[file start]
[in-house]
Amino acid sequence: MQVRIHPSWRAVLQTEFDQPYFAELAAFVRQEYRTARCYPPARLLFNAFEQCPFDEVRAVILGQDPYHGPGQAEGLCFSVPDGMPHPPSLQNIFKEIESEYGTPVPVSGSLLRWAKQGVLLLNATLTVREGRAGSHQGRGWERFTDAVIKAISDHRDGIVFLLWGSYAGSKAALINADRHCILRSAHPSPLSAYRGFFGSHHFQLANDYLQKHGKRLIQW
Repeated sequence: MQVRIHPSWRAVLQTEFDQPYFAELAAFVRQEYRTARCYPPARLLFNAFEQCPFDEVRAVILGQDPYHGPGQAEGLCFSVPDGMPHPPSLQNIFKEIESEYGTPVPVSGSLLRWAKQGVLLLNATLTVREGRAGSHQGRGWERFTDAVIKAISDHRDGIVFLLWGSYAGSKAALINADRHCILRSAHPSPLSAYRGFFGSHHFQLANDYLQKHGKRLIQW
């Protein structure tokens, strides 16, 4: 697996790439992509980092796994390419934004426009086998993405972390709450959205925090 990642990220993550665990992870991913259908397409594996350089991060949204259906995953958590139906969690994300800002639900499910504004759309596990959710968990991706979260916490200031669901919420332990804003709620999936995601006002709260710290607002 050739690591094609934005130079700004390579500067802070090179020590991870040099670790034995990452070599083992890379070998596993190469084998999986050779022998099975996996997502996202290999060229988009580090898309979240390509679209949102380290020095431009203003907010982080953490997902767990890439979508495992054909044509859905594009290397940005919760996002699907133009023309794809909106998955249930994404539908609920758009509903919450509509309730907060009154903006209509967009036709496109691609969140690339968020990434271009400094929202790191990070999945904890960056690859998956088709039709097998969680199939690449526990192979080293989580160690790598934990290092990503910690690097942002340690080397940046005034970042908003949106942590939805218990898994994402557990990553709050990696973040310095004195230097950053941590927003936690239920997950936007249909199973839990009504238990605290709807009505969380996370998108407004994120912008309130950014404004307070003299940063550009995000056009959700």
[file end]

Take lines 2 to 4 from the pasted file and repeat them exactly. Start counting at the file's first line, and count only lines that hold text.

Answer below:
Amino acid sequence: MQVRIHPSWRAVLQTEFDQPYFAELAAFVRQEYRTARCYPPARLLFNAFEQCPFDEVRAVILGQDPYHGPGQAEGLCFSVPDGMPHPPSLQNIFKEIESEYGTPVPVSGSLLRWAKQGVLLLNATLTVREGRAGSHQGRGWERFTDAVIKAISDHRDGIVFLLWGSYAGSKAALINADRHCILRSAHPSPLSAYRGFFGSHHFQLANDYLQKHGKRLIQW
Repeated sequence: MQVRIHPSWRAVLQTEFDQPYFAELAAFVRQEYRTARCYPPARLLFNAFEQCPFDEVRAVILGQDPYHGPGQAEGLCFSVPDGMPHPPSLQNIFKEIESEYGTPVPVSGSLLRWAKQGVLLLNATLTVREGRAGSHQGRGWERFTDAVIKAISDHRDGIVFLLWGSYAGSKAALINADRHCILRSAHPSPLSAYRGFFGSHHFQLANDYLQKHGKRLIQW
């Protein structure tokens, strides 16, 4: 697996790439992509980092796994390419934004426009086998993405972390709450959205925090 990642990220993550665990992870991913259908397409594996350089991060949204259906995953958590139906969690994300800002639900499910504004759309596990959710968990991706979260916490200031669901919420332990804003709620999936995601006002709260710290607002 050739690591094609934005130079700004390579500067802070090179020590991870040099670790034995990452070599083992890379070998596993190469084998999986050779022998099975996996997502996202290999060229988009580090898309979240390509679209949102380290020095431009203003907010982080953490997902767990890439979508495992054909044509859905594009290397940005919760996002699907133009023309794809909106998955249930994404539908609920758009509903919450509509309730907060009154903006209509967009036709496109691609969140690339968020990434271009400094929202790191990070999945904890960056690859998956088709039709097998969680199939690449526990192979080293989580160690790598934990290092990503910690690097942002340690080397940046005034970042908003949106942590939805218990898994994402557990990553709050990696973040310095004195230097950053941590927003936690239920997950936007249909199973839990009504238990605290709807009505969380996370998108407004994120912008309130950014404004307070003299940063550009995000056009959700």